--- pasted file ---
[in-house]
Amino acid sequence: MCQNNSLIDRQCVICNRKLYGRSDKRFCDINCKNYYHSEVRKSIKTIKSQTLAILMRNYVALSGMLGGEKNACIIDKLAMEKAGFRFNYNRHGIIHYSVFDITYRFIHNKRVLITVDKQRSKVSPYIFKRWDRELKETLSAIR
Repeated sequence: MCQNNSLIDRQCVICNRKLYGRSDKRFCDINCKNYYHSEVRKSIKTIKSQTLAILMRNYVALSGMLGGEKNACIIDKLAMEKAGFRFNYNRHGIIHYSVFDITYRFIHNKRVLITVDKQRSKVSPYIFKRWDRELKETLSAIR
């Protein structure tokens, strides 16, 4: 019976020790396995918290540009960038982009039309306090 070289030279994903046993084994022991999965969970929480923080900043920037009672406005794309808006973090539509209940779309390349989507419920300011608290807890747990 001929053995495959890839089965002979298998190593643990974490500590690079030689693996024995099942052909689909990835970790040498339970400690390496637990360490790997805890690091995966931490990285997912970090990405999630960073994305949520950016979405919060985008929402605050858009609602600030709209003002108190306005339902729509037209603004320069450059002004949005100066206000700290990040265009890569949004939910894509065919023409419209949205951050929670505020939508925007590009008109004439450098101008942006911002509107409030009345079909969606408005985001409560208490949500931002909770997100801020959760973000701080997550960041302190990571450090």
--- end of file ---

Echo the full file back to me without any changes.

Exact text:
[in-house]
Amino acid sequence: MCQNNSLIDRQCVICNRKLYGRSDKRFCDINCKNYYHSEVRKSIKTIKSQTLAILMRNYVALSGMLGGEKNACIIDKLAMEKAGFRFNYNRHGIIHYSVFDITYRFIHNKRVLITVDKQRSKVSPYIFKRWDRELKETLSAIR
Repeated sequence: MCQNNSLIDRQCVICNRKLYGRSDKRFCDINCKNYYHSEVRKSIKTIKSQTLAILMRNYVALSGMLGGEKNACIIDKLAMEKAGFRFNYNRHGIIHYSVFDITYRFIHNKRVLITVDKQRSKVSPYIFKRWDRELKETLSAIR
């Protein structure tokens, strides 16, 4: 019976020790396995918290540009960038982009039309306090 070289030279994903046993084994022991999965969970929480923080900043920037009672406005794309808006973090539509209940779309390349989507419920300011608290807890747990 001929053995495959890839089965002979298998190593643990974490500590690079030689693996024995099942052909689909990835970790040498339970400690390496637990360490790997805890690091995966931490990285997912970090990405999630960073994305949520950016979405919060985008929402605050858009609602600030709209003002108190306005339902729509037209603004320069450059002004949005100066206000700290990040265009890569949004939910894509065919023409419209949205951050929670505020939508925007590009008109004439450098101008942006911002509107409030009345079909969606408005985001409560208490949500931002909770997100801020959760973000701080997550960041302190990571450090």